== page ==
New action-adventure and horror releases lead unexpectedly big weekend for movies, proving once again the power of genre fiction.
People like their genre films to be genre films, not arty-smarty "interpretations" and "deconstructions" of pop culture myths and styles.
That lesson was vividly confirmed once again at U.S. movie theaters this past weekend.
The more hulk-like version of The Incredible Hulk hit US. movie theaters good and hard over the weekend, bringing in an estimated $54.5 million. Taking a surprisingly strong third place was M. Night Shyamalan’s poorly reviewed The Happening, with a healthy $30.5 million, the third-highest opening weekend gross for one of his films.
The strong performance of The Happening is a bit of a surprise given the poor critical and audience response to Shyamalan’s 2006 film, Lady in the Water, but is perhaps explained by the new film’s R rating and promotional campaign emphasizing a greater emphasis on frights and thrills as opposed to plain weirdness and failed attempts to create an overly intellectualized creepy atmosphere, the bane of his less successful films.
If the audience reactions follow the critics’ opinions, the audience for The Happening can be expected to drop off precipitously in ensuing weeks. It will be interesting to see whether the audiences are finding it more enjoyable than the critics have.
The numbers for The Incredible Hulk are a very good sign for Marvel Studios, which released this new version a half-decade after the audience reaction to Ang Lee’s over-intellectualized and condescending 2003 Hulk threatened to doom the franchise. Instead of punting, Marvel and its distribution partner for the series, Universal Studios, forged ahead with a more action-oriented version starring Edward Norton. This version actually brought in a few million dollars less in its first three days than the Lee predecessor, which grabbed an impressive $62 million during its opening weekend and then plummeted in ticket sales, grossing only $137 in the United States. That may have suppressed the opening weekend for the new version somewhat, and the strong competition for audiences in a weekend with several iconic genre films in the multiplexes probably did so as well.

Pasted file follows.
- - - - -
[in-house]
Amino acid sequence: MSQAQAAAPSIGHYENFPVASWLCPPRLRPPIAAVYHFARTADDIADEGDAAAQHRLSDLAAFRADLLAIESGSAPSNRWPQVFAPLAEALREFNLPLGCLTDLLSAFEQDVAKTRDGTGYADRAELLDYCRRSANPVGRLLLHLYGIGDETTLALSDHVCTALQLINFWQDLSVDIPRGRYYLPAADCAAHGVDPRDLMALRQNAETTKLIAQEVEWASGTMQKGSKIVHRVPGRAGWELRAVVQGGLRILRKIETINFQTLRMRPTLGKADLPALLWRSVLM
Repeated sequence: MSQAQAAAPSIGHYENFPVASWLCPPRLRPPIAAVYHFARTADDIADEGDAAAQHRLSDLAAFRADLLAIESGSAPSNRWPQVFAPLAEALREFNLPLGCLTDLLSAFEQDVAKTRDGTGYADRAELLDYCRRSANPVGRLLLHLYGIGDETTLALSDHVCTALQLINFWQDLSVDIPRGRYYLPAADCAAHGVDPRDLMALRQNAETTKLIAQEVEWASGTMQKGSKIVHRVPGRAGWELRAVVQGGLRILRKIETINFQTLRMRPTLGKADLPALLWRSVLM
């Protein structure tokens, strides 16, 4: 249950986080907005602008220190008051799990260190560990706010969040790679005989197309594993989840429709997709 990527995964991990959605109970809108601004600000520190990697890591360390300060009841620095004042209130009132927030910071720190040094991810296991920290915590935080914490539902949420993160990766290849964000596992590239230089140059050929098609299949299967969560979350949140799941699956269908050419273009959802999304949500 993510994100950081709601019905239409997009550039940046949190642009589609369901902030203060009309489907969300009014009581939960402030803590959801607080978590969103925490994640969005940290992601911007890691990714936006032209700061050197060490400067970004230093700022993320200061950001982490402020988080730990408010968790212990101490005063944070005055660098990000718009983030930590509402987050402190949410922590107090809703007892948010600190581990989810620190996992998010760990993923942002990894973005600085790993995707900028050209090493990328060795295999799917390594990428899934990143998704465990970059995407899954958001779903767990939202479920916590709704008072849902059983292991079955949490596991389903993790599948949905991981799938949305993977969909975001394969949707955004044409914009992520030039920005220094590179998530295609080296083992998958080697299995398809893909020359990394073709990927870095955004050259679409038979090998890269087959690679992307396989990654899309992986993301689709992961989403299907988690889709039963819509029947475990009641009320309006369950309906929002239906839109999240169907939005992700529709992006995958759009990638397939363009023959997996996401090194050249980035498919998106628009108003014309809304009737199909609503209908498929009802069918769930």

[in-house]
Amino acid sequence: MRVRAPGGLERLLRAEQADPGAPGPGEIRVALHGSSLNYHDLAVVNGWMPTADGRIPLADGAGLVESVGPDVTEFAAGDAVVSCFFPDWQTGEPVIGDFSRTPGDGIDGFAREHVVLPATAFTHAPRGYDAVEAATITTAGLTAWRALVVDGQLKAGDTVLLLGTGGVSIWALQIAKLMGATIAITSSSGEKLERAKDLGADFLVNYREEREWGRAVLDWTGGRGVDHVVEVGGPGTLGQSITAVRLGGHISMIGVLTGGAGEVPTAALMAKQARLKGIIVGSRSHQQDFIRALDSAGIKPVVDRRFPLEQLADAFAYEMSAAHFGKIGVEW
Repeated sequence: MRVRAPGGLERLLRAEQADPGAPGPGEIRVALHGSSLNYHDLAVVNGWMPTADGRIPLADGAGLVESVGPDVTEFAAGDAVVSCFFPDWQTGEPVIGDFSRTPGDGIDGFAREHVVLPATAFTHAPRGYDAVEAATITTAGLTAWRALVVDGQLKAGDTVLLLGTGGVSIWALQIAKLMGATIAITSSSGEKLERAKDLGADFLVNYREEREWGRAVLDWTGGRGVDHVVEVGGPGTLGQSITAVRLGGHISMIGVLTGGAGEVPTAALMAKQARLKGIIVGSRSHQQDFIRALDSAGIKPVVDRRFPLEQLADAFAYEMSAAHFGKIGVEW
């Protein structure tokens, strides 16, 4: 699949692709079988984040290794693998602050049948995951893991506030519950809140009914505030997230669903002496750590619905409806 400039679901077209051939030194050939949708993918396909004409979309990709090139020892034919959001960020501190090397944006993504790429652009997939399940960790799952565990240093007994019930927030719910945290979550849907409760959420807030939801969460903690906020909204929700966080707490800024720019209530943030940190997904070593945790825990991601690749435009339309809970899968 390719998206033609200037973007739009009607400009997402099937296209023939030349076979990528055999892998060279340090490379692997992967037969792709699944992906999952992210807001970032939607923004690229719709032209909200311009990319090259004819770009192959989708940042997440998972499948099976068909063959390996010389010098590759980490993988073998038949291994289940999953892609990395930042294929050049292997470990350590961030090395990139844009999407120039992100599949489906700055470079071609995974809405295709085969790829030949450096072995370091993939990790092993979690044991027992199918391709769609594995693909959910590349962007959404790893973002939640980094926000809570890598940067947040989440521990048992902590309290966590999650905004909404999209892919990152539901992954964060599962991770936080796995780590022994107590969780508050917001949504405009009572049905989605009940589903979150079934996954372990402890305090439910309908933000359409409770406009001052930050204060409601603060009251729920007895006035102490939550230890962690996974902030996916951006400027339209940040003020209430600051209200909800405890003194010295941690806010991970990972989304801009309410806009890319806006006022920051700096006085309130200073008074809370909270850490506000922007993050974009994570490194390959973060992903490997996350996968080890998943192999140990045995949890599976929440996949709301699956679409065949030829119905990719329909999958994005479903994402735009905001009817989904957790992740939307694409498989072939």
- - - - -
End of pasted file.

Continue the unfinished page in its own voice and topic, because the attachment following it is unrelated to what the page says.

Thus The Incredible Hulk seems likely to have a much better carryover in coming weeks and should prove to be a success for Marvel, reviving the franchise.
Coming in second with another good week of U.S. ticket sales was Kung Fu Panda, last week’s number one movie. The animated action comedy snagged another $34.3 million during its second weekend and is on the way to being a big hit.
You Don’t Mess with the Zohan, with Adam Sandler as a less portly action hero than Panda’s title character, dropped to fourth in its second week, taking in a rather tepid but still significant $16.4 million. Perhaps if Sandler had put on a few more pounds for the role, the film would have done better. Stranger things have happened.
In fifth place was another straightforward genre film, Indiana Jones and the Kingdom of the Crystal Skull, with a steady $13.5 million, for a total of $275.3 million in U.S. ticket sales so far.
This marks three straight weeks in which movie ticket sales have come in ahead of last year’s numbers for the same week.